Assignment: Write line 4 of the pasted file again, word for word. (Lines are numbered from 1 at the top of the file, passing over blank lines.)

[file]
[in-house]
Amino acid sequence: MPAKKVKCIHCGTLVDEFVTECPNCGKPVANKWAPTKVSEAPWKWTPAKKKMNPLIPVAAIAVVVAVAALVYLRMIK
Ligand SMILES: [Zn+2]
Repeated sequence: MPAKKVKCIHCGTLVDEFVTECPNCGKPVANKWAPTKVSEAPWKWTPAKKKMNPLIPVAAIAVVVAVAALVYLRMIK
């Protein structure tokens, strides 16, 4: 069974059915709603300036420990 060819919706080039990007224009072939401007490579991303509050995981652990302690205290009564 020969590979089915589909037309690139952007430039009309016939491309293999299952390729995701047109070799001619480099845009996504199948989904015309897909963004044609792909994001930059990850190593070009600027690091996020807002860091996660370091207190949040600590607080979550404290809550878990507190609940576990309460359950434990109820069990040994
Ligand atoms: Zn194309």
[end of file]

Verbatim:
Repeated sequence: MPAKKVKCIHCGTLVDEFVTECPNCGKPVANKWAPTKVSEAPWKWTPAKKKMNPLIPVAAIAVVVAVAALVYLRMIK